Perhaps the most amusing aspect to this story (yes, there is one) is the reaction we’ve heard from some of the stores. “We weren’t told this was going to happen!” they said, complaining that they hadn’t been given advance warning of the inspections, presumably so they could do their own checks beforehand and fix, cover-up or dispose of their offences.
But that’s the point, isn’t it? These inspections are MEANT to be unannounced. They’re meant to be a surprise. They’re meant to check what the rest of us will see when we visit the stores. Do you ever call a store to warn them that you’re coming over to buy stuff and can they please clean and tidy the store beforehand? No, of course you don’t and neither should the inspectors. Their job is to inspect reality, not to inspect a cover-up.
What probably frightened the stores in Kasane was that it wasn’t just a single inspector who turned up with a clipboard. This was a major, multi-agency exercise.
What they found should concern us all. According to the Daily News the inspectors found “cockroaches, rats and cats” in various kitchens and storerooms. In one store “cockroaches were found in their restaurant and employees were found handling food without medical certificates and personal protective clothing.” They also apparently found a wide range of goods that had expired or that weren’t of good enough quality to be sold.
The bad news is that Kasane isn’t a special case. What the inspectors saw in those stores was typical of what you see in stores, or more importantly, what you DON’T see in stores. If you go behind the scenes in some stores and restaurants you’ll often see some shocking sights.
A restaurant owner I know, who is very proud of his hygiene standards and who will always allow any customer to take a look around his kitchen if they ask, tells shocking stories of what he can see in the kitchen of the restaurant next door. He once told me that he wouldn’t allow his worst enemy to eat next door, based on what he’s witnessed.
A few years ago we heard from a newspaper reporter who had uncovered the source of some of the meat being sold by some of the food vendors at a bus rank. He met a guy who would sneak into the back of certain supermarkets at night and would steal the expired or sub-standard meat that had been discarded and thrown in the bins. After he’d wiped it clean he would sell it to the vendors the following day, who would then cook it, no doubt covering it in some spicy sauce to cover up the taste of rotten meat.
In 2013 we were alerted to a pharmacy in Gaborone that was selling baby formula that was going to expire a week later. Worse, they were selling them on a two-for-one special offer. Each box would last for about a month so the first would expire shortly after opening and the second would have expired weeks before it was opened. Note that this wasn’t a can of baked beans or a bottle of water being sold a few days after its expiry date. This was baby formula. There are no items for sale that are more important.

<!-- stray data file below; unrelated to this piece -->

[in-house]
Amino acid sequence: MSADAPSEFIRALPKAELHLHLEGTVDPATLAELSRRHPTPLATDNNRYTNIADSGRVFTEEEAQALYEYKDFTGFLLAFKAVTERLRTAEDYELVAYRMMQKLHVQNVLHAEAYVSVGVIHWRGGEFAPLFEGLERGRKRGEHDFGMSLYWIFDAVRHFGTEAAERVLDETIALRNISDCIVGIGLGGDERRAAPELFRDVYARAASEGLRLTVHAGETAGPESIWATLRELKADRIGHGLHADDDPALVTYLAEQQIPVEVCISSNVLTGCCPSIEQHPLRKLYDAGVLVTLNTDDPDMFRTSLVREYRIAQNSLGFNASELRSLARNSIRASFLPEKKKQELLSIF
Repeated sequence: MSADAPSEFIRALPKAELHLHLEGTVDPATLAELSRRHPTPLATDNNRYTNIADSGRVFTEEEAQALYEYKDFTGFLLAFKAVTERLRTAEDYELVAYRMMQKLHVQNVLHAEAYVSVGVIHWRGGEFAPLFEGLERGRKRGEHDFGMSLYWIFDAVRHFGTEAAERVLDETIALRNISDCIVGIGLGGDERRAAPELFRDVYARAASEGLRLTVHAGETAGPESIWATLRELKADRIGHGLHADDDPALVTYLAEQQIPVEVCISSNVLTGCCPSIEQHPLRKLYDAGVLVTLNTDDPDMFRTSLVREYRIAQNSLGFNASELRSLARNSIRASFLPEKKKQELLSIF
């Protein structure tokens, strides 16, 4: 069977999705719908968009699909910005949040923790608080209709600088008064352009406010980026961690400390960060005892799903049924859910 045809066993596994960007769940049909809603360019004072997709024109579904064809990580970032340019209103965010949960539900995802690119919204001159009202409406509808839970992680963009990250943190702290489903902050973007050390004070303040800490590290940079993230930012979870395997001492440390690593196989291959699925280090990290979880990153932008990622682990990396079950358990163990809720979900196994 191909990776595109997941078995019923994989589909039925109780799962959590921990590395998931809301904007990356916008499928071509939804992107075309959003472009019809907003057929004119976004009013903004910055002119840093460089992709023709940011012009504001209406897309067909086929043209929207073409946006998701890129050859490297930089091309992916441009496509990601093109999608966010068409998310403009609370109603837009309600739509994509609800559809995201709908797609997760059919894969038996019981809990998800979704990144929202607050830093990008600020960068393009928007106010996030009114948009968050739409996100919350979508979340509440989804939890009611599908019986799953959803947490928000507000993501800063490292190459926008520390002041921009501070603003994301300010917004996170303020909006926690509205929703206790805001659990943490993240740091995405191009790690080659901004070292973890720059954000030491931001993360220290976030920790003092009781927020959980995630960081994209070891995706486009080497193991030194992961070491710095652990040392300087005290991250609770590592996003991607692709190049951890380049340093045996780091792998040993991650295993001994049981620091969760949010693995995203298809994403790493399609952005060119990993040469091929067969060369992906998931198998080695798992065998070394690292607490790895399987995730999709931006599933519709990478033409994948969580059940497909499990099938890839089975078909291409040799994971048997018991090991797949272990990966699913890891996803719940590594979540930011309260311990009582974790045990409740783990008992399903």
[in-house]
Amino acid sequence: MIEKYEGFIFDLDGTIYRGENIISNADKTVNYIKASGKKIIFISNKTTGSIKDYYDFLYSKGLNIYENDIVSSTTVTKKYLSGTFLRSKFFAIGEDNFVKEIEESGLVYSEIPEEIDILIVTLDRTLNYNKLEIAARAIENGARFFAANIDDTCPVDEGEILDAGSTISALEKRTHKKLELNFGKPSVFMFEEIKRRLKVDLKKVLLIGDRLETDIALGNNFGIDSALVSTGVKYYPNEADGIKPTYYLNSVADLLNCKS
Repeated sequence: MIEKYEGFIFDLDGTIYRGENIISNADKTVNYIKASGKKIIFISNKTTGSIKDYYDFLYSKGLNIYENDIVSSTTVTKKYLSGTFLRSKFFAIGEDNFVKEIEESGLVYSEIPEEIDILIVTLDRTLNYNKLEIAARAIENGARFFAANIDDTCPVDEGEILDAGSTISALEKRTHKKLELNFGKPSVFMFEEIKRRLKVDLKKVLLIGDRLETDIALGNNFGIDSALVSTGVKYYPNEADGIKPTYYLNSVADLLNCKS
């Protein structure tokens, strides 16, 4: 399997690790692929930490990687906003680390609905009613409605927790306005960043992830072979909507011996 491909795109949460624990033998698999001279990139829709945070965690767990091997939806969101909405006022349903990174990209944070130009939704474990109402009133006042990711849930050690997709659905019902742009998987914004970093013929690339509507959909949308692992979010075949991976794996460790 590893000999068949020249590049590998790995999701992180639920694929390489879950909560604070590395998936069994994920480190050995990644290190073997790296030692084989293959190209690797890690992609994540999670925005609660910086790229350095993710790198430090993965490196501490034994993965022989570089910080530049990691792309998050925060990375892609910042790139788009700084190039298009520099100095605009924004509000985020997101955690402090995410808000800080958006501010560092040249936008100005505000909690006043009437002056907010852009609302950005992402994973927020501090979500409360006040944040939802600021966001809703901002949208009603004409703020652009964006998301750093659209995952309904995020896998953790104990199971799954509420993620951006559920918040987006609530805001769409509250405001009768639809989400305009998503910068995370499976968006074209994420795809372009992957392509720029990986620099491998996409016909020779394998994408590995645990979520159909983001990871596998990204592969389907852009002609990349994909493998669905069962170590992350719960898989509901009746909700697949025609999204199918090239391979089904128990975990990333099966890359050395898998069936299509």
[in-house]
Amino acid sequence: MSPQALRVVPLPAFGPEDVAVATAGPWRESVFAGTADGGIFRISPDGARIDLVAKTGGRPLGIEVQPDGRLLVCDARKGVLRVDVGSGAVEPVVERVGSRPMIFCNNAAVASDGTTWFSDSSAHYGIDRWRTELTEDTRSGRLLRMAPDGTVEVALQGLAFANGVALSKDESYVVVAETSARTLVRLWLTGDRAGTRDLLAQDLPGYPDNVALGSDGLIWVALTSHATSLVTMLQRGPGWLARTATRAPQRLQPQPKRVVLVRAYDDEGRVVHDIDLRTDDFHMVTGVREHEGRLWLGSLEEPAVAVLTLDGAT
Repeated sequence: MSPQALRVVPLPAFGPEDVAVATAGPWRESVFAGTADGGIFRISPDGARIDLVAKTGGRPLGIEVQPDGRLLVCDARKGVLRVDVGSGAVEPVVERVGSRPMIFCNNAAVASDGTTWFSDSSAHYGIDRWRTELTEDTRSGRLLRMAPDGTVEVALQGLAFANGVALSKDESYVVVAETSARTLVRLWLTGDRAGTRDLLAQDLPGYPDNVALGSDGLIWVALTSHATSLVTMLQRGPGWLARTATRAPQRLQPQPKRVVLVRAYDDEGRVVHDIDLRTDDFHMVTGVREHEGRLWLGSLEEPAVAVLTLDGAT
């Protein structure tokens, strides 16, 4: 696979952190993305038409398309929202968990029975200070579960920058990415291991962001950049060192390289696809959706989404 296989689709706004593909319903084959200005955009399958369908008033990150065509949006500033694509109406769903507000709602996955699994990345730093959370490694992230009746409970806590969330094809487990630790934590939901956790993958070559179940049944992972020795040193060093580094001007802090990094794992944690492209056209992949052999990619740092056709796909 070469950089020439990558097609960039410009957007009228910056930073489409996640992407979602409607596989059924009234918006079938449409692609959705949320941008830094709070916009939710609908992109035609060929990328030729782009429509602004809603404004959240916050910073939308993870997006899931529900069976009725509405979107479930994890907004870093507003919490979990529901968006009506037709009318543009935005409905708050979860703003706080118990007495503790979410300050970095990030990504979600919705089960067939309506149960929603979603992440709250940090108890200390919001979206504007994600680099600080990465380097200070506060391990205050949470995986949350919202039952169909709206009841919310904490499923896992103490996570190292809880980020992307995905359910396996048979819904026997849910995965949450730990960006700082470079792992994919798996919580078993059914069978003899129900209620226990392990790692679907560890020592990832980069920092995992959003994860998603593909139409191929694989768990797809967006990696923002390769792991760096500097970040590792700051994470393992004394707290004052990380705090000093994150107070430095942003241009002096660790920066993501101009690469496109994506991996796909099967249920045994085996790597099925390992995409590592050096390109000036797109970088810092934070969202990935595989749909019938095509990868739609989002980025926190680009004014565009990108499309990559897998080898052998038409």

Although the manufacturer took immediate action the pharmacy was slower to react, claiming that they needed authorisation from their head office to remove anything from their shelves. That was until the Ministry of Health stepped in and demanded action, reminding the pharmacy that the regulations in Botswana require that when baby formula is sold there must be at least three months left before it expires. Profuse apologies from the pharmacy chain soon followed and the problem doesn’t seem to have occurred again. Clearly the pharmacy didn’t want an angry Ministry of Health making their life difficult for them.
|Note the amount of ice in the package.|
Has this been defrosted and frozen again?
It was the easiest research we’ve ever done.
We found frozen shrimps that had clearly defrosted and been refrozen and which had no packing of sell-by dates on them at all. We found frozen pork trotters that were being sold twelve days after their expiry date. We found fresh pork chops that were four days after they should have been thrown away. We found frozen chicken joints in a bag that also had no dates on it at all. In that situation how can you or the store possibly know how old they are? They might have been there for three days, three months or three years. Who knows?
Worst of all we found frozen mussel meat that was fifteen months beyond its expiry date. That’s the sort of thing that could kill someone.
|Picture taken on 16th April 2015.|
Note the Best Before date.
I think we should be celebrating the various enforcement agencies that raided the stores in Kasane. Can’t they do the same everywhere else as well? Stores might hate it but consumers would love it.